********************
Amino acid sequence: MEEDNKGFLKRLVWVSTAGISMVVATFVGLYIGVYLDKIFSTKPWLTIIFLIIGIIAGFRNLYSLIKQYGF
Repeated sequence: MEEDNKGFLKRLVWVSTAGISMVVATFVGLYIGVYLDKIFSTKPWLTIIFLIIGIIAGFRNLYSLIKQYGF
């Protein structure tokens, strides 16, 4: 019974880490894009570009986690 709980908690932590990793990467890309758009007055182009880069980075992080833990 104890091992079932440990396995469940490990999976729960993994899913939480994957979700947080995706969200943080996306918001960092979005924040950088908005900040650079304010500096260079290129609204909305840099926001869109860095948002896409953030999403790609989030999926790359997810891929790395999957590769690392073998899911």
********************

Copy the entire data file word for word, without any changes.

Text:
Amino acid sequence: MEEDNKGFLKRLVWVSTAGISMVVATFVGLYIGVYLDKIFSTKPWLTIIFLIIGIIAGFRNLYSLIKQYGF
Repeated sequence: MEEDNKGFLKRLVWVSTAGISMVVATFVGLYIGVYLDKIFSTKPWLTIIFLIIGIIAGFRNLYSLIKQYGF
């Protein structure tokens, strides 16, 4: 019974880490894009570009986690 709980908690932590990793990467890309758009007055182009880069980075992080833990 104890091992079932440990396995469940490990999976729960993994899913939480994957979700947080995706969200943080996306918001960092979005924040950088908005900040650079304010500096260079290129609204909305840099926001869109860095948002896409953030999403790609989030999926790359997810891929790395999957590769690392073998899911």